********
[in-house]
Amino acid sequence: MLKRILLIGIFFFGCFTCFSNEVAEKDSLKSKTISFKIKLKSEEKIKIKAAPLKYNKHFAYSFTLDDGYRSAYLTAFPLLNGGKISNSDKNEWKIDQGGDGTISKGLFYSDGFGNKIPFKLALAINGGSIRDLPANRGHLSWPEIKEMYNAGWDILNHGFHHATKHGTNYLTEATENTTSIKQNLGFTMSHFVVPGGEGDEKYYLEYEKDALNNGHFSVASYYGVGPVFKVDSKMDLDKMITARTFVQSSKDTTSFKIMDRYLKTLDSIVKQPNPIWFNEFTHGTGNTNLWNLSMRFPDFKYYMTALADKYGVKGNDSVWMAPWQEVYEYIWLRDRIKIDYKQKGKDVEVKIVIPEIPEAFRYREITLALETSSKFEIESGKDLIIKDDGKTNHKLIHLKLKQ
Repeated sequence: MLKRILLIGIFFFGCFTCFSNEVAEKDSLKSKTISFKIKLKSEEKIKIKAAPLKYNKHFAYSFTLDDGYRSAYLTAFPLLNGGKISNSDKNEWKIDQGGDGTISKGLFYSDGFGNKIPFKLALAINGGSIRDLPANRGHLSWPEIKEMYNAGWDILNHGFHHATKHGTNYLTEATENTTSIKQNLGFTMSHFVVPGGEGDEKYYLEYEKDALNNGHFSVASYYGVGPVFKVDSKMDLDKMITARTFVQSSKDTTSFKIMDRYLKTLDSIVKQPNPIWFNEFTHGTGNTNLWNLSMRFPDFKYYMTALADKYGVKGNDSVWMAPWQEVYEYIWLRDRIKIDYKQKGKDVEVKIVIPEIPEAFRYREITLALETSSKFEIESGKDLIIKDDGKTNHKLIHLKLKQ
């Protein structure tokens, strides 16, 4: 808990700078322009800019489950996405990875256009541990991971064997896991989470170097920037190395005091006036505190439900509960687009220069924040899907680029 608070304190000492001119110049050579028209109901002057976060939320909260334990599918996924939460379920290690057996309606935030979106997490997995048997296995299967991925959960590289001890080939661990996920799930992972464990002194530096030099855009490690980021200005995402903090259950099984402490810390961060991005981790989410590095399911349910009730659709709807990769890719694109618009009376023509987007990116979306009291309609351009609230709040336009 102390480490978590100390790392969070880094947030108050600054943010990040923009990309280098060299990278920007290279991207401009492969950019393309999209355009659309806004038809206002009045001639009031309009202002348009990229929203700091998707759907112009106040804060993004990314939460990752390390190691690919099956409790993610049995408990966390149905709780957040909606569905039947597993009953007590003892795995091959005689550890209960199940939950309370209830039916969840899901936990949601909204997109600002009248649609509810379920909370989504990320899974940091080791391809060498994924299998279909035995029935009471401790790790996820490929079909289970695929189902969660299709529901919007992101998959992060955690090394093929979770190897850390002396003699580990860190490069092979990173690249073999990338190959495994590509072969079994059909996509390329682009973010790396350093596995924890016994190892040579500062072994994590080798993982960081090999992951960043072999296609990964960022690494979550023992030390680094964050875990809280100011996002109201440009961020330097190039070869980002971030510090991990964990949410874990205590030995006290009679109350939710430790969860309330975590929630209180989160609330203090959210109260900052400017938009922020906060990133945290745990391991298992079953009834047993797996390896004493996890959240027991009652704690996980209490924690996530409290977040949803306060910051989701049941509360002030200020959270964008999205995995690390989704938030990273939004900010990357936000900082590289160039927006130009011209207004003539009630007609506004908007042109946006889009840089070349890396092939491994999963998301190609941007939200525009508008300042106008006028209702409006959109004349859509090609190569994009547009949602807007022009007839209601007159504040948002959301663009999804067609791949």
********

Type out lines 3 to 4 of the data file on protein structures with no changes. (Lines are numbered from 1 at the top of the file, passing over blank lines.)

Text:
Repeated sequence: MLKRILLIGIFFFGCFTCFSNEVAEKDSLKSKTISFKIKLKSEEKIKIKAAPLKYNKHFAYSFTLDDGYRSAYLTAFPLLNGGKISNSDKNEWKIDQGGDGTISKGLFYSDGFGNKIPFKLALAINGGSIRDLPANRGHLSWPEIKEMYNAGWDILNHGFHHATKHGTNYLTEATENTTSIKQNLGFTMSHFVVPGGEGDEKYYLEYEKDALNNGHFSVASYYGVGPVFKVDSKMDLDKMITARTFVQSSKDTTSFKIMDRYLKTLDSIVKQPNPIWFNEFTHGTGNTNLWNLSMRFPDFKYYMTALADKYGVKGNDSVWMAPWQEVYEYIWLRDRIKIDYKQKGKDVEVKIVIPEIPEAFRYREITLALETSSKFEIESGKDLIIKDDGKTNHKLIHLKLKQ
């Protein structure tokens, strides 16, 4: 808990700078322009800019489950996405990875256009541990991971064997896991989470170097920037190395005091006036505190439900509960687009220069924040899907680029 608070304190000492001119110049050579028209109901002057976060939320909260334990599918996924939460379920290690057996309606935030979106997490997995048997296995299967991925959960590289001890080939661990996920799930992972464990002194530096030099855009490690980021200005995402903090259950099984402490810390961060991005981790989410590095399911349910009730659709709807990769890719694109618009009376023509987007990116979306009291309609351009609230709040336009 102390480490978590100390790392969070880094947030108050600054943010990040923009990309280098060299990278920007290279991207401009492969950019393309999209355009659309806004038809206002009045001639009031309009202002348009990229929203700091998707759907112009106040804060993004990314939460990752390390190691690919099956409790993610049995408990966390149905709780957040909606569905039947597993009953007590003892795995091959005689550890209960199940939950309370209830039916969840899901936990949601909204997109600002009248649609509810379920909370989504990320899974940091080791391809060498994924299998279909035995029935009471401790790790996820490929079909289970695929189902969660299709529901919007992101998959992060955690090394093929979770190897850390002396003699580990860190490069092979990173690249073999990338190959495994590509072969079994059909996509390329682009973010790396350093596995924890016994190892040579500062072994994590080798993982960081090999992951960043072999296609990964960022690494979550023992030390680094964050875990809280100011996002109201440009961020330097190039070869980002971030510090991990964990949410874990205590030995006290009679109350939710430790969860309330975590929630209180989160609330203090959210109260900052400017938009922020906060990133945290745990391991298992079953009834047993797996390896004493996890959240027991009652704690996980209490924690996530409290977040949803306060910051989701049941509360002030200020959270964008999205995995690390989704938030990273939004900010990357936000900082590289160039927006130009011209207004003539009630007609506004908007042109946006889009840089070349890396092939491994999963998301190609941007939200525009508008300042106008006028209702409006959109004349859509090609190569994009547009949602807007022009007839209601007159504040948002959301663009999804067609791949």